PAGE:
The Dog Walker

Written by Lesley Thomson

Review written by Maureen Carlyle

The Dog Walker
Head of Zeus
RRP: £20
Released: April 6 2017

Lesley Thomson's protagonists are Stella Darnell, the owner of a central London cleaning business, and Jack Harmon, an underground train driver.  This seemingly strangely assorted couple run a successful private detective agency when they are not doing their day jobs.  While Stella is supremely efficient and practical, Jack is – well - weird.  He has a strong sense of the supernatural, and that rules his life.  Jack has a girlfriend, Bella, while Stella is a divorcee who has no time for men at all.  Her closest companion is a miniature poodle called Stanley.

Stella's father was a detective inspector, and imparted a great deal of his expertise to his daughter.  This is the fifth book in a series entitled The Detective's Daughter.  Stella's mother, Suzie, is very close to Stella, although her daughter has never forgiven her for divorcing Terry, her father.  Suzie never stops emphasising what an unsatisfactory husband Terry was, because he was always out on duty.  Terry died some years ago and Stella always imagines his voice telling her what to do when she is working on an investigation.

Stella is interviewed in her office by a wealthy young estate agent, Natasha Latimer, who is living in the end unit of a row of Georgian cottages close to the Thames at Kew.  The side wall of her cottage is actually on the towpath and she is converting it for re-sale.  She has had an enormous basement cut out underneath the cottage.  She wants Stella's company, Clean Slate, to provide a live-in cleaner to keep the building absolutely immaculate so she can put it on the market and sell it at a huge profit.  But this is not the only thing she wants.  She hears strange noises at night and is convinced that the house is haunted by a young woman who disappeared (thought to have been murdered) in 1987.  She was an attractive blonde named Helen Honeysett, who actually lived in No.4, and went jogging frequently late at night with her dog, Baxter.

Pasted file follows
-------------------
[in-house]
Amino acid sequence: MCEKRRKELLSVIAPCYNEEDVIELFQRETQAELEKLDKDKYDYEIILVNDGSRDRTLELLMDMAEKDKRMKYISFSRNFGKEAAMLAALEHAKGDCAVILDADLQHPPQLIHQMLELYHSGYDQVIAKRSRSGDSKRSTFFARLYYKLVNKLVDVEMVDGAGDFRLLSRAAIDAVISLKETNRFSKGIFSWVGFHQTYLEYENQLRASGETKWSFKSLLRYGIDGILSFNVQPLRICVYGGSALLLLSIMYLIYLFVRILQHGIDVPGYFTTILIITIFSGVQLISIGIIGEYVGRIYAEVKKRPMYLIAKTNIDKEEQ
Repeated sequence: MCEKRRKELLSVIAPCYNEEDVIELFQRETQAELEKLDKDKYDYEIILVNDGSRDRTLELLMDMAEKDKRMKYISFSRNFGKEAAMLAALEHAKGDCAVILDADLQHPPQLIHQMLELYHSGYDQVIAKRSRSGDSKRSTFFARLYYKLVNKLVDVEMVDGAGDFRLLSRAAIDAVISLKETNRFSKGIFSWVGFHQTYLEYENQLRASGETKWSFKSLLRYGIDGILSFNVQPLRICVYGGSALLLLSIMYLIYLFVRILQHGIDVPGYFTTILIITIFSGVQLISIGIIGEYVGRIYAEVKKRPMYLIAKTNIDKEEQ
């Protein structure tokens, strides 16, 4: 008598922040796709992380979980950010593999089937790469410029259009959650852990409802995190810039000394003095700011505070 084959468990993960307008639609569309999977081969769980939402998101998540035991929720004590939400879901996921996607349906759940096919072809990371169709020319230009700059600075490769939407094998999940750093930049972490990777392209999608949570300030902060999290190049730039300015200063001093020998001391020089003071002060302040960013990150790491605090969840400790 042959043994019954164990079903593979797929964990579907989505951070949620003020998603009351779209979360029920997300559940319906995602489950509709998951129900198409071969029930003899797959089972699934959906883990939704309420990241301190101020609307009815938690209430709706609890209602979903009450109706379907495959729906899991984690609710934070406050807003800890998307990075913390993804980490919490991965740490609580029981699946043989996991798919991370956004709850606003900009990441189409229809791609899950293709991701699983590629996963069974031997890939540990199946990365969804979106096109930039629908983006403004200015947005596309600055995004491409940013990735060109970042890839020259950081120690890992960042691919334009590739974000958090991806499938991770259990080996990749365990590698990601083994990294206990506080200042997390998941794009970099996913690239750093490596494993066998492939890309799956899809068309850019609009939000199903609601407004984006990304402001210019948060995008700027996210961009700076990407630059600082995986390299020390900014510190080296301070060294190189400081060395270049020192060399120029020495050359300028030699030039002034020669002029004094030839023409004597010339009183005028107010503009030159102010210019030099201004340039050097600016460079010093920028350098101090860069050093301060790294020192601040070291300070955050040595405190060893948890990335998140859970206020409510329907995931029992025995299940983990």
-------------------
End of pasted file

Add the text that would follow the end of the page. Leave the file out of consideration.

Natasha Latimer wants Clean Slate to get rid of Honeysett's ghost as well.  Strangely, Helen Honeysett was also an estate agent.

Stella decides she will accept this very difficult contract, because she has the ideal cleaner in mind – Jack (who works as a cleaner on top of all his other occupations.)

This is where the narrative becomes exceedingly complicated, continually switching from the present to 1987 and the events leading up to and following Helen Honeysett's disappearance.  The families occupying the cottages are almost the same as those occupying them in 1987, so you have the same characters in both sections of the story, except that they are now 30 years older.  They are all great dog lovers, so you have dogs, who gradually die and get replaced, too.  So you can be forgiven for being slightly confused.

Stella is then approached by Adam Honeysett, widower of Helen, to take up the cold case and solve Helen's murder.  Stella already has him in mind as her No.1 suspect.

My favourite character is Jack, wedded to his theory that there are people he calls 'True Hosts' who are potentially or actually murderers, and are intrinsically evil. 

Recommended to all dog lovers, ghost hunters and lovers of ingenious plots.

depade naltrexone link revia and alcohol

Book Reviews
About Us
Contact Us

Privacy Policy | Contact Shots Editor